Are there any guidelines for clinicians or patients regarding the safe use of CBD with patients on medications metabolized by the P450 system? (Question from the SCC Members Forum)
Patricia Frye, MD: I tell my patients to take CBD an hour apart from most everything since patient’s medications change in between visits. For those known to utilize CYP450 3A4, and have narrow therapeutic windows, like statins, warfarin, AED’s particularly clobazam and valproic acid, beta blockers, tricyclics, MAOIs, I recommend 2-3 hour spacing. It might be overkill, but that’s what I do.
Jeff Hergenrather, MD: This is a good and reasonable question without a clear and conclusive answer. Considering that Drs. Sulak, Sareto, and Goldstein published a 2017 paper on the use of artisanal cannabis and epilepsy, these doctors may offer better advice than I can offer.
I think the key here is making dose adjustments to these drugs when high doses of CBD are being used.
I am not in primary care so I’m not ordering the blood levels of AEDs, warfarin, or other drugs. I have always asked patients for a complete medication list at the first and each subsequent visit. Suffice to say, I am not finding reports of significant drug/drug interactions with cannabis and the pharmaceuticals used in thousands of patients. Of most concern would be clobazam, but other drugs may warrant blood level testing as well.
Many medications and compounds are metabolized by the Cytochrome P450 metabolic pathway. What is clear is that these pathways vary from person to person, so determining a simple answer is not really possible. What is also clear to me is that the presence of “usual doses of cannabis” do not seem to overload the metabolic pathways. So even if a drug and cannabis are competing for the same pathway (3A4, 2C19, etc) the liver is able to handle the metabolism of both without untoward effects. The important variables being hepatic insufficiency and high doses of cannabis, especially high dose cannabidiol.
Is it also important to consider: what is a high dose of cannabidiol?
The less people know about cannabis medicine the more conservative and cautious are the directives about the use of CBD. Ten years ago Ethan Russo, MD and I were saying that there are no significant drug-drug interactions between cannabis and any pharmaceutical. As clobazam (Onfi®) came into more common use as an anti-epileptic drug, an infant in Seattle with a difficult seizure disorder had a disastrous effect while taking both clobazam and high dose CBD in an effort to control seizures. The drug/drug interaction caused the metabolite of clobazam, desclobazam, to reach very high levels which caused excessive sedation and loss of consciousness. I believe that CBD was stopped resulting in intractable seizures that resulted in the child’s death. I never saw this case report published so I don’t even know if the story was accurate.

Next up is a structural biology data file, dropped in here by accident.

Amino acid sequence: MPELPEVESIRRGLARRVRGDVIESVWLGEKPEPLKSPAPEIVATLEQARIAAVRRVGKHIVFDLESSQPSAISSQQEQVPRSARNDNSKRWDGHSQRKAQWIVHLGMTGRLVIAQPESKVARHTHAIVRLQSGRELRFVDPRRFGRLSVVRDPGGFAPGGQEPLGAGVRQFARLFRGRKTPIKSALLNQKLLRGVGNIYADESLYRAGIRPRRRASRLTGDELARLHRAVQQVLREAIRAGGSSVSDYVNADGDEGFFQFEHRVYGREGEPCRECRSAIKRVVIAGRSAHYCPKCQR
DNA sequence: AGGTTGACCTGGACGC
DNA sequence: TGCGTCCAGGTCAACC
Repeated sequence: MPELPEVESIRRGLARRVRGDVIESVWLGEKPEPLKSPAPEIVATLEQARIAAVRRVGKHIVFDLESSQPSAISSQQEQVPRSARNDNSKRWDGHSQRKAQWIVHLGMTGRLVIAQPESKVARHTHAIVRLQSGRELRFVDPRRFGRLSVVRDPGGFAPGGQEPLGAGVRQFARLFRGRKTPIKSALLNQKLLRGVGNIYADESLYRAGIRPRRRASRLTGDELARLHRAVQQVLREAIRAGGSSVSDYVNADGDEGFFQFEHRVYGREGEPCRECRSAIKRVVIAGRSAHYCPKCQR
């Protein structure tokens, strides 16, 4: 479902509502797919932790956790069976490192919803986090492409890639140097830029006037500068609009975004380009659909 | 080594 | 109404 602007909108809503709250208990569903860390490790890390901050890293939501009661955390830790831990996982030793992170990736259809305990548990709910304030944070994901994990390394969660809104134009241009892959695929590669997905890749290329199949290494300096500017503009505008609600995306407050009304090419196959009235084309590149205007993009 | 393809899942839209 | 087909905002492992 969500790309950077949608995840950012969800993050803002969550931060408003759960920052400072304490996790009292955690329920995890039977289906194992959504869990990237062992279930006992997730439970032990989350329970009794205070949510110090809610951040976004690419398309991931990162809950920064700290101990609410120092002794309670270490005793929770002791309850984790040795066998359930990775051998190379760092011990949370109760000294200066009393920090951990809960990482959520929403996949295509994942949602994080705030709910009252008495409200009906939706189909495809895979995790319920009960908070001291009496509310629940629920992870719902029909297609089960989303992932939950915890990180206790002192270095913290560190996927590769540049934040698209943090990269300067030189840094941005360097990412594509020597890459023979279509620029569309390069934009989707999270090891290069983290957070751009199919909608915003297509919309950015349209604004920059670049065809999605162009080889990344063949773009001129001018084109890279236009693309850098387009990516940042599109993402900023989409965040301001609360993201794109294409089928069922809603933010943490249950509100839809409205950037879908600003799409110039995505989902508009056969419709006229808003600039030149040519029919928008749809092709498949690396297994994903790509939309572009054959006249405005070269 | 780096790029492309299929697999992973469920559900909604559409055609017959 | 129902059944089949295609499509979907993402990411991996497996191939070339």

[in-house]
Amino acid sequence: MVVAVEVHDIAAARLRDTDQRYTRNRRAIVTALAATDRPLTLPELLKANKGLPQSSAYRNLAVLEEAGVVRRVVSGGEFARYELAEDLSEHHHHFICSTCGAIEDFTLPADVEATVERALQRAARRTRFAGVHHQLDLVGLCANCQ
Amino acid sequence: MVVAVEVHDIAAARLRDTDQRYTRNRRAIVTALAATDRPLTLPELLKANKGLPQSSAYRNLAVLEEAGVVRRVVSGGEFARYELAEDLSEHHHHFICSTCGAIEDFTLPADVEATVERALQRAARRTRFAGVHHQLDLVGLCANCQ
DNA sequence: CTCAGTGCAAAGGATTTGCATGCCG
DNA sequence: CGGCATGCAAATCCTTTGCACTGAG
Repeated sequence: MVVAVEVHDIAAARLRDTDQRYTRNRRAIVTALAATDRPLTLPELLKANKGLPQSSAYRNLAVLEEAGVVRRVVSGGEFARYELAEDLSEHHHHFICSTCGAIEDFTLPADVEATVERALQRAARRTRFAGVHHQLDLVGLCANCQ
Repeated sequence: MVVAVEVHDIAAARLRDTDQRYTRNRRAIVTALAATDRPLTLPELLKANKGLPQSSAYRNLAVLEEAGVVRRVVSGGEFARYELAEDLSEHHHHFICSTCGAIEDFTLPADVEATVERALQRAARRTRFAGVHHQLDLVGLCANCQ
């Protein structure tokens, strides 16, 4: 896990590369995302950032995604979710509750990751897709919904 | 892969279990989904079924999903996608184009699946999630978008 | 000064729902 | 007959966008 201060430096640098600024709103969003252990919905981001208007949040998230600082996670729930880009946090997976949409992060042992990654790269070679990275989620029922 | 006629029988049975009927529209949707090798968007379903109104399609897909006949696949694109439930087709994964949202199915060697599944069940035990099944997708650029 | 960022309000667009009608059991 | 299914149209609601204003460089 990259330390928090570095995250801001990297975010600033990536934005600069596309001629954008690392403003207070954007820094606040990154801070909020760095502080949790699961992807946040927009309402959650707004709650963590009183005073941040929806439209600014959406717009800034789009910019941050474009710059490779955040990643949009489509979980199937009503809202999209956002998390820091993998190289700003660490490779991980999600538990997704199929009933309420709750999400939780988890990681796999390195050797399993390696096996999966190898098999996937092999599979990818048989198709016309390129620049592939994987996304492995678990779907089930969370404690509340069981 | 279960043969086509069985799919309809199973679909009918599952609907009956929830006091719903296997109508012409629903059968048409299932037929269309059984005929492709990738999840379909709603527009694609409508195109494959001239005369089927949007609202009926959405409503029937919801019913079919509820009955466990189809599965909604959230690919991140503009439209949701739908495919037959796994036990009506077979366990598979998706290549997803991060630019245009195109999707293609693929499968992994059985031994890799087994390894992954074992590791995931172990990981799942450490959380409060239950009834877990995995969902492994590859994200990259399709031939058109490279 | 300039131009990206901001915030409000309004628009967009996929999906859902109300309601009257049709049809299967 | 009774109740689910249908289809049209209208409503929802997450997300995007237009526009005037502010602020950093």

Since then there have been assertions that ANY drug that is metabolized by the same pathways as cannabis could and would cause abnormal blood levels of pharmaceuticals. I think this is an oversimplification of the matter and not backed up by clinical results.
In the table published by Devinsky et al. in 2014 about the effect of CBD on the blood levels of common antiepileptic drugs (AEDs), there was a rather compelling alteration of AED mean blood levels. What was never clear from this work was the dose of CBD being utilized (see the table below). As a consequence of these findings, I’ve simply advised patients who take a regular, daily dose of these medicines to have their prescribing physician check the blood levels for these drugs and adjust their dosing accordingly.
Other medications may be problematic with high doses of CBD. I believe (but don’t have evidence) that a dose of greater than 1 mg/kg/day warrants investigation with blood testing of various pharmaceuticals. I refer the patient back to the prescribing physician for a lab requisition for blood level testing.
Patricia Frye, MD: I agree. The Epidiolex trials were using CBD doses of 20mg/kg. I don’t think many are using that dosage with pediatric seizure patients, except for maybe neurologists. Most patients are given 0.25-5mg/kg of CBD, and some a little higher. But even at these lower doses, we can see changes in plasma levels with clobazam and valproate. The pediatric oncologists here are happy to check chemotherapeutic plasma levels and adjust doses accordingly.
This exchange was taken from the SCC Members Forum, used to discuss pressing inquiries related to cannabis in clinical practice. The SCC Members Forum is the place to explore and connect with experienced healthcare professionals and get direct answers to questions. Learn more about membership perks or contact us for further information.